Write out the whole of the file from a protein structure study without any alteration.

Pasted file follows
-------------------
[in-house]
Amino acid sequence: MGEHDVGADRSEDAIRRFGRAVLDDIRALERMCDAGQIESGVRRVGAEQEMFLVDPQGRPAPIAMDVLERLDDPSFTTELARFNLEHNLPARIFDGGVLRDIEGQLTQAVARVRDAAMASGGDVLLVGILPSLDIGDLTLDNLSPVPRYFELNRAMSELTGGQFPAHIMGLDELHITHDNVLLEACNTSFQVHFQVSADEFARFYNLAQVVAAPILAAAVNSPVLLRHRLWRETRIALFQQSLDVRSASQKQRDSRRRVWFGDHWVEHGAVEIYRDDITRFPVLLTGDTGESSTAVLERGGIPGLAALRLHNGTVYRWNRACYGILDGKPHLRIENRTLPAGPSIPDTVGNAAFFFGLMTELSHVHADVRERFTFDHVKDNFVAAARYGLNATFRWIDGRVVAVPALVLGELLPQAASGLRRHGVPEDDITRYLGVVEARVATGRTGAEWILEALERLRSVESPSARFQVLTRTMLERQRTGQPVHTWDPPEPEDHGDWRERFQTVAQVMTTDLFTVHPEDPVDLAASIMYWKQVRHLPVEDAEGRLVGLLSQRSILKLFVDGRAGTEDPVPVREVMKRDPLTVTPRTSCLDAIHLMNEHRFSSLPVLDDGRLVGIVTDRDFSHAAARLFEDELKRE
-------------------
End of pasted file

[in-house]
Amino acid sequence: MGEHDVGADRSEDAIRRFGRAVLDDIRALERMCDAGQIESGVRRVGAEQEMFLVDPQGRPAPIAMDVLERLDDPSFTTELARFNLEHNLPARIFDGGVLRDIEGQLTQAVARVRDAAMASGGDVLLVGILPSLDIGDLTLDNLSPVPRYFELNRAMSELTGGQFPAHIMGLDELHITHDNVLLEACNTSFQVHFQVSADEFARFYNLAQVVAAPILAAAVNSPVLLRHRLWRETRIALFQQSLDVRSASQKQRDSRRRVWFGDHWVEHGAVEIYRDDITRFPVLLTGDTGESSTAVLERGGIPGLAALRLHNGTVYRWNRACYGILDGKPHLRIENRTLPAGPSIPDTVGNAAFFFGLMTELSHVHADVRERFTFDHVKDNFVAAARYGLNATFRWIDGRVVAVPALVLGELLPQAASGLRRHGVPEDDITRYLGVVEARVATGRTGAEWILEALERLRSVESPSARFQVLTRTMLERQRTGQPVHTWDPPEPEDHGDWRERFQTVAQVMTTDLFTVHPEDPVDLAASIMYWKQVRHLPVEDAEGRLVGLLSQRSILKLFVDGRAGTEDPVPVREVMKRDPLTVTPRTSCLDAIHLMNEHRFSSLPVLDDGRLVGIVTDRDFSHAAARLFEDELKRE